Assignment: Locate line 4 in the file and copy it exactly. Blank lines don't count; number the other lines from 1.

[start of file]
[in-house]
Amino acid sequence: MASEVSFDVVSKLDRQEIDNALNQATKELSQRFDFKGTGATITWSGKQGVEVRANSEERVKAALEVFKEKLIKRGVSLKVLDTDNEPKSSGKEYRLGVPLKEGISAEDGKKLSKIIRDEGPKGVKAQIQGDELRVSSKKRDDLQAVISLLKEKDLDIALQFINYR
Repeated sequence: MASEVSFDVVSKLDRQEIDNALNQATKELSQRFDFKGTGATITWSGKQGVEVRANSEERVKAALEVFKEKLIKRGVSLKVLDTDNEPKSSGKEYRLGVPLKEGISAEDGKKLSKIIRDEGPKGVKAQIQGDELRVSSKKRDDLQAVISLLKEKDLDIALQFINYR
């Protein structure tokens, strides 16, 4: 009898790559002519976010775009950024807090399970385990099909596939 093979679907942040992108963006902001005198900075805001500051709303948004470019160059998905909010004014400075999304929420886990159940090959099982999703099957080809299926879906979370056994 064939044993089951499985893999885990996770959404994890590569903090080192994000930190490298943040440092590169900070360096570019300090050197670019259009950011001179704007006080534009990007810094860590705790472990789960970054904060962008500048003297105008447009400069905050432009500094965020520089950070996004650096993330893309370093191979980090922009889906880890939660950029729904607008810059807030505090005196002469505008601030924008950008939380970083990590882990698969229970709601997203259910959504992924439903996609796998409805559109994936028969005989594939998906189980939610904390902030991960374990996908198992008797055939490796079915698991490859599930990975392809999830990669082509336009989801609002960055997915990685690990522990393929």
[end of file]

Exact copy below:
């Protein structure tokens, strides 16, 4: 009898790559002519976010775009950024807090399970385990099909596939 093979679907942040992108963006902001005198900075805001500051709303948004470019160059998905909010004014400075999304929420886990159940090959099982999703099957080809299926879906979370056994 064939044993089951499985893999885990996770959404994890590569903090080192994000930190490298943040440092590169900070360096570019300090050197670019259009950011001179704007006080534009990007810094860590705790472990789960970054904060962008500048003297105008447009400069905050432009500094965020520089950070996004650096993330893309370093191979980090922009889906880890939660950029729904607008810059807030505090005196002469505008601030924008950008939380970083990590882990698969229970709601997203259910959504992924439903996609796998409805559109994936028969005989594939998906189980939610904390902030991960374990996908198992008797055939490796079915698991490859599930990975392809999830990669082509336009989801609002960055997915990685690990522990393929």